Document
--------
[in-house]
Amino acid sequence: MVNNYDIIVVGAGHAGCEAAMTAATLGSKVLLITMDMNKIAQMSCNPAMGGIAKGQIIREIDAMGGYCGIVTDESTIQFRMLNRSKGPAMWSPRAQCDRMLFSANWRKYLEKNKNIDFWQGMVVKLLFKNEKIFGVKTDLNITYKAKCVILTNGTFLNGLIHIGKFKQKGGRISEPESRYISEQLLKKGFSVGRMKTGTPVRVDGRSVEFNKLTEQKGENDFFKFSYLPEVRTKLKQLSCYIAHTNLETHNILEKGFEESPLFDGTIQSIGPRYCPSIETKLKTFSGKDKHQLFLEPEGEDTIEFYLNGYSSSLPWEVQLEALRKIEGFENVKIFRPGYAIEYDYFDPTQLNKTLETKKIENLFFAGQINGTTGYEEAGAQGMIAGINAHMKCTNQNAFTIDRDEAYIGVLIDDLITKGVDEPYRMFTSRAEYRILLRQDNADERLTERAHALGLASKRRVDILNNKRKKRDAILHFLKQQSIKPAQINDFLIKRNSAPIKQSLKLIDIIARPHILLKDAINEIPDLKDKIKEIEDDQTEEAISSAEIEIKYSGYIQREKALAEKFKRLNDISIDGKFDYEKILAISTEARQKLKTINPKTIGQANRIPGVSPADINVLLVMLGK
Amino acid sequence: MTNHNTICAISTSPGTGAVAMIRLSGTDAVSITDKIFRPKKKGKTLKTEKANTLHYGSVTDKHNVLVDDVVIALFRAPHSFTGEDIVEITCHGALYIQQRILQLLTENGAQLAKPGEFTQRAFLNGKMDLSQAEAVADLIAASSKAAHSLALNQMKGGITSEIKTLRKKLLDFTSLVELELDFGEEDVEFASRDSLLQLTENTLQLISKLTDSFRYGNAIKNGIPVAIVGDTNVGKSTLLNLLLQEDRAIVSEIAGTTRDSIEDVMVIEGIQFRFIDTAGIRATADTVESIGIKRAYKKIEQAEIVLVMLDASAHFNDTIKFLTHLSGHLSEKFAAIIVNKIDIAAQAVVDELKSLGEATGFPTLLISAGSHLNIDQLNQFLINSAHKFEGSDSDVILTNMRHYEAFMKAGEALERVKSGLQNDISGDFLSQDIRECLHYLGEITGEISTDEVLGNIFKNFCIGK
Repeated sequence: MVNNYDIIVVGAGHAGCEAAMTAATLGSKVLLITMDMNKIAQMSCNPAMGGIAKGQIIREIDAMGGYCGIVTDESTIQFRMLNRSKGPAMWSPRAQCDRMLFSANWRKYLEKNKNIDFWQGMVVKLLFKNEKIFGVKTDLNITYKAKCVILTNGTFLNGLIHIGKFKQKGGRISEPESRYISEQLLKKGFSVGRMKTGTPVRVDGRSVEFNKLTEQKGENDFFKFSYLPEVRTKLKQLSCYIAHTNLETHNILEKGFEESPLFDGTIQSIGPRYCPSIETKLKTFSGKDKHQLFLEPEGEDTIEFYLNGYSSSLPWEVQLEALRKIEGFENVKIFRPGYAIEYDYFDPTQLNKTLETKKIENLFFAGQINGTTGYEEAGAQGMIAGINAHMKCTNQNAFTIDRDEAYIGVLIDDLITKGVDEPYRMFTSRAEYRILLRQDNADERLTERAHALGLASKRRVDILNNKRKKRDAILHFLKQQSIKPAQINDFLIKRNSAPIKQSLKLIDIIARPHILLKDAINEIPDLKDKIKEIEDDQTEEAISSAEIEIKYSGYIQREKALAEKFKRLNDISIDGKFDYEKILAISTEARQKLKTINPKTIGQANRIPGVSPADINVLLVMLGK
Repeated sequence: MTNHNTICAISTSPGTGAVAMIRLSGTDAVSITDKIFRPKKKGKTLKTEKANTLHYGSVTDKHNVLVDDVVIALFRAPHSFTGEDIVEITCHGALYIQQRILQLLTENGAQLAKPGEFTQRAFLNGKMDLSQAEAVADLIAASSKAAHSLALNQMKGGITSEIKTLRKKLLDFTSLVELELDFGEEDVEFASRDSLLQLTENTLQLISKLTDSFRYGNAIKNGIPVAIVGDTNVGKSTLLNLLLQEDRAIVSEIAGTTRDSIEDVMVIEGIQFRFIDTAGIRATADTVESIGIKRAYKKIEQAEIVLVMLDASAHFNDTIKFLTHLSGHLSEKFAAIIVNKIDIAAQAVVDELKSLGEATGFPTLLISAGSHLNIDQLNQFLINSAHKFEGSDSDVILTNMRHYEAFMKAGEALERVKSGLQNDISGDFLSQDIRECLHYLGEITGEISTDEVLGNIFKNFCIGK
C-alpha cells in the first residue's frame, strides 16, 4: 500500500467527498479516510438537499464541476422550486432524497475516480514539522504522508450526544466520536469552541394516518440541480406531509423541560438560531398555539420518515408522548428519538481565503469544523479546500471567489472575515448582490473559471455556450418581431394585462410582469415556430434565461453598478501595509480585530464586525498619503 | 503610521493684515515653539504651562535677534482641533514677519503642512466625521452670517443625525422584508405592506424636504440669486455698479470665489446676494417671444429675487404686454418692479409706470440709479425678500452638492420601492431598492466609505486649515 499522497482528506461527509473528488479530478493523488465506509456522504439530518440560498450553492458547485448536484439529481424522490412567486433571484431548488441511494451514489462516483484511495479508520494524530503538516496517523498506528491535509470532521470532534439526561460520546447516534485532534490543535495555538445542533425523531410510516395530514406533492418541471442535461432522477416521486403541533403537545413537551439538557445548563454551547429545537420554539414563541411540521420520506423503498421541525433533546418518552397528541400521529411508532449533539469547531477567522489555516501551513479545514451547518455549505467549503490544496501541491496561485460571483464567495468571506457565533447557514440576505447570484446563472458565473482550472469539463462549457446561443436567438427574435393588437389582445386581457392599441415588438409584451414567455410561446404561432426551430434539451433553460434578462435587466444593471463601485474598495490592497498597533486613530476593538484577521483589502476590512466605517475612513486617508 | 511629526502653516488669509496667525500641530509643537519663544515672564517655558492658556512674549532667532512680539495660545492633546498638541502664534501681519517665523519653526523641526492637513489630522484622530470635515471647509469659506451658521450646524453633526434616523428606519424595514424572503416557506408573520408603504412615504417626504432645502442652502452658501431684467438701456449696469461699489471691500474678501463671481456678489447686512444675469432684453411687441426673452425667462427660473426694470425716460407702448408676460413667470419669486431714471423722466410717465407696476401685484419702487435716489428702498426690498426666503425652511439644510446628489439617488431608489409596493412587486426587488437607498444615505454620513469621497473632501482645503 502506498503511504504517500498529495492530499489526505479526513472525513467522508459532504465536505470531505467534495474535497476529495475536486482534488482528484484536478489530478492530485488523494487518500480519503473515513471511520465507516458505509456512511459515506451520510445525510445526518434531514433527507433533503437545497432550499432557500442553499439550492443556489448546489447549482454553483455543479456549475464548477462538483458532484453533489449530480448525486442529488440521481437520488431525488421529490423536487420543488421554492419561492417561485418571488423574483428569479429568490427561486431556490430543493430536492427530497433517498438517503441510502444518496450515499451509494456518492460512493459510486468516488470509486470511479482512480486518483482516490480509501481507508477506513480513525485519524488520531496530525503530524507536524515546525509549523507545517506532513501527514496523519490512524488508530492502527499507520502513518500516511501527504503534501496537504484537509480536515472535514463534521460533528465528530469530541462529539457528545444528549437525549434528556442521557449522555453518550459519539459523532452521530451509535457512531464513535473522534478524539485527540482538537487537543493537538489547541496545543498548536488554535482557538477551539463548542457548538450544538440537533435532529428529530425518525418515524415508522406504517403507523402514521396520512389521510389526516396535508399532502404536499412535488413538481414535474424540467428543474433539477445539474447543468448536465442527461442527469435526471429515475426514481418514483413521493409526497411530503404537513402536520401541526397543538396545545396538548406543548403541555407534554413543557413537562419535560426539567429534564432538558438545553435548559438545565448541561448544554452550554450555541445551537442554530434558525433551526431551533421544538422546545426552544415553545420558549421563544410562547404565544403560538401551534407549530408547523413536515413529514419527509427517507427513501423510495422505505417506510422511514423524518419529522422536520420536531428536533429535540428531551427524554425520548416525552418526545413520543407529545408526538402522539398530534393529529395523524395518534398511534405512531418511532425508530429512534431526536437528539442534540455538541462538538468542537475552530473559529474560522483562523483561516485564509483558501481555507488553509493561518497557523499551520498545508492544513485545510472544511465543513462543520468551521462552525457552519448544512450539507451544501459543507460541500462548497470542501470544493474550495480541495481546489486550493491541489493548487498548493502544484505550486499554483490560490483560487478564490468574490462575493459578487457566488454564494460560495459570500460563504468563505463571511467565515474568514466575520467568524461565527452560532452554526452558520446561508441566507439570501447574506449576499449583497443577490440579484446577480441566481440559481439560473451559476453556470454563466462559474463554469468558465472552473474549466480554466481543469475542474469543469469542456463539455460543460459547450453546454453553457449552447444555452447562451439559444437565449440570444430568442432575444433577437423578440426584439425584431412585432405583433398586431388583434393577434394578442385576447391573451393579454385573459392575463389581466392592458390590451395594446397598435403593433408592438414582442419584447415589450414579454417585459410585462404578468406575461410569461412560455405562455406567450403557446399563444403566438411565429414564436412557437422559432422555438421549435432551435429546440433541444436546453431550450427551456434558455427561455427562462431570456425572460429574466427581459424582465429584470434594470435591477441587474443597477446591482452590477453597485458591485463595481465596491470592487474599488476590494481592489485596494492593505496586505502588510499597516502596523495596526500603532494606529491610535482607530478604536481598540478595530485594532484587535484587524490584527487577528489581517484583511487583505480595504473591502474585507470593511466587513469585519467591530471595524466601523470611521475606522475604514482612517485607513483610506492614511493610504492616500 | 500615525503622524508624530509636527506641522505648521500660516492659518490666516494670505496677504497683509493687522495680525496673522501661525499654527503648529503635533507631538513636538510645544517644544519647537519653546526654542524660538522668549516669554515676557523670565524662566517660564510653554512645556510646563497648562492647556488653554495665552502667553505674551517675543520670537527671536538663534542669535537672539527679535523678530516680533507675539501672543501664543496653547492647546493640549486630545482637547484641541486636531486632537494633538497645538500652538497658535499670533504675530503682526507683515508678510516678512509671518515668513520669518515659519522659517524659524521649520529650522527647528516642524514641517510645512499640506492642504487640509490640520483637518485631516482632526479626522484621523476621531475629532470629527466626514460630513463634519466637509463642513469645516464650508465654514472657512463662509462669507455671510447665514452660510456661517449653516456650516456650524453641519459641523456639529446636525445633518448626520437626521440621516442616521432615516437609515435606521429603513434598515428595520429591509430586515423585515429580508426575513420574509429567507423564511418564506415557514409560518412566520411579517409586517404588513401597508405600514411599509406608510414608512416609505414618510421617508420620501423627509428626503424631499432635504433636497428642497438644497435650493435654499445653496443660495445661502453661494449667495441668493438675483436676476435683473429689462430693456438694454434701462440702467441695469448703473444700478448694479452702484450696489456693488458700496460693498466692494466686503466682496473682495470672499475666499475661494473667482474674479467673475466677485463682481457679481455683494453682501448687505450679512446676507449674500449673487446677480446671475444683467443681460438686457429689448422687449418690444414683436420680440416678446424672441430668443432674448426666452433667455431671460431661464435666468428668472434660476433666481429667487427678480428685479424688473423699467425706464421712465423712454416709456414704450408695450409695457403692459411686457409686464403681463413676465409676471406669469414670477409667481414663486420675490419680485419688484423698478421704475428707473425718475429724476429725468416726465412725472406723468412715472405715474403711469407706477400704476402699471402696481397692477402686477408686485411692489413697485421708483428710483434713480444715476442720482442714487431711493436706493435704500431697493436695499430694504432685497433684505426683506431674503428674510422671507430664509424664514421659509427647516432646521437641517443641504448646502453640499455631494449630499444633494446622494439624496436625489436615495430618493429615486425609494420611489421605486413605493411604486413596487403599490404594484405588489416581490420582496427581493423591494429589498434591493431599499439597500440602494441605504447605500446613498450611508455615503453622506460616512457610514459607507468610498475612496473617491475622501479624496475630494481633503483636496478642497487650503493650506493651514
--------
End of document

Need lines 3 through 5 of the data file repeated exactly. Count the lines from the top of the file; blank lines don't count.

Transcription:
Amino acid sequence: MTNHNTICAISTSPGTGAVAMIRLSGTDAVSITDKIFRPKKKGKTLKTEKANTLHYGSVTDKHNVLVDDVVIALFRAPHSFTGEDIVEITCHGALYIQQRILQLLTENGAQLAKPGEFTQRAFLNGKMDLSQAEAVADLIAASSKAAHSLALNQMKGGITSEIKTLRKKLLDFTSLVELELDFGEEDVEFASRDSLLQLTENTLQLISKLTDSFRYGNAIKNGIPVAIVGDTNVGKSTLLNLLLQEDRAIVSEIAGTTRDSIEDVMVIEGIQFRFIDTAGIRATADTVESIGIKRAYKKIEQAEIVLVMLDASAHFNDTIKFLTHLSGHLSEKFAAIIVNKIDIAAQAVVDELKSLGEATGFPTLLISAGSHLNIDQLNQFLINSAHKFEGSDSDVILTNMRHYEAFMKAGEALERVKSGLQNDISGDFLSQDIRECLHYLGEITGEISTDEVLGNIFKNFCIGK
Repeated sequence: MVNNYDIIVVGAGHAGCEAAMTAATLGSKVLLITMDMNKIAQMSCNPAMGGIAKGQIIREIDAMGGYCGIVTDESTIQFRMLNRSKGPAMWSPRAQCDRMLFSANWRKYLEKNKNIDFWQGMVVKLLFKNEKIFGVKTDLNITYKAKCVILTNGTFLNGLIHIGKFKQKGGRISEPESRYISEQLLKKGFSVGRMKTGTPVRVDGRSVEFNKLTEQKGENDFFKFSYLPEVRTKLKQLSCYIAHTNLETHNILEKGFEESPLFDGTIQSIGPRYCPSIETKLKTFSGKDKHQLFLEPEGEDTIEFYLNGYSSSLPWEVQLEALRKIEGFENVKIFRPGYAIEYDYFDPTQLNKTLETKKIENLFFAGQINGTTGYEEAGAQGMIAGINAHMKCTNQNAFTIDRDEAYIGVLIDDLITKGVDEPYRMFTSRAEYRILLRQDNADERLTERAHALGLASKRRVDILNNKRKKRDAILHFLKQQSIKPAQINDFLIKRNSAPIKQSLKLIDIIARPHILLKDAINEIPDLKDKIKEIEDDQTEEAISSAEIEIKYSGYIQREKALAEKFKRLNDISIDGKFDYEKILAISTEARQKLKTINPKTIGQANRIPGVSPADINVLLVMLGK
Repeated sequence: MTNHNTICAISTSPGTGAVAMIRLSGTDAVSITDKIFRPKKKGKTLKTEKANTLHYGSVTDKHNVLVDDVVIALFRAPHSFTGEDIVEITCHGALYIQQRILQLLTENGAQLAKPGEFTQRAFLNGKMDLSQAEAVADLIAASSKAAHSLALNQMKGGITSEIKTLRKKLLDFTSLVELELDFGEEDVEFASRDSLLQLTENTLQLISKLTDSFRYGNAIKNGIPVAIVGDTNVGKSTLLNLLLQEDRAIVSEIAGTTRDSIEDVMVIEGIQFRFIDTAGIRATADTVESIGIKRAYKKIEQAEIVLVMLDASAHFNDTIKFLTHLSGHLSEKFAAIIVNKIDIAAQAVVDELKSLGEATGFPTLLISAGSHLNIDQLNQFLINSAHKFEGSDSDVILTNMRHYEAFMKAGEALERVKSGLQNDISGDFLSQDIRECLHYLGEITGEISTDEVLGNIFKNFCIGK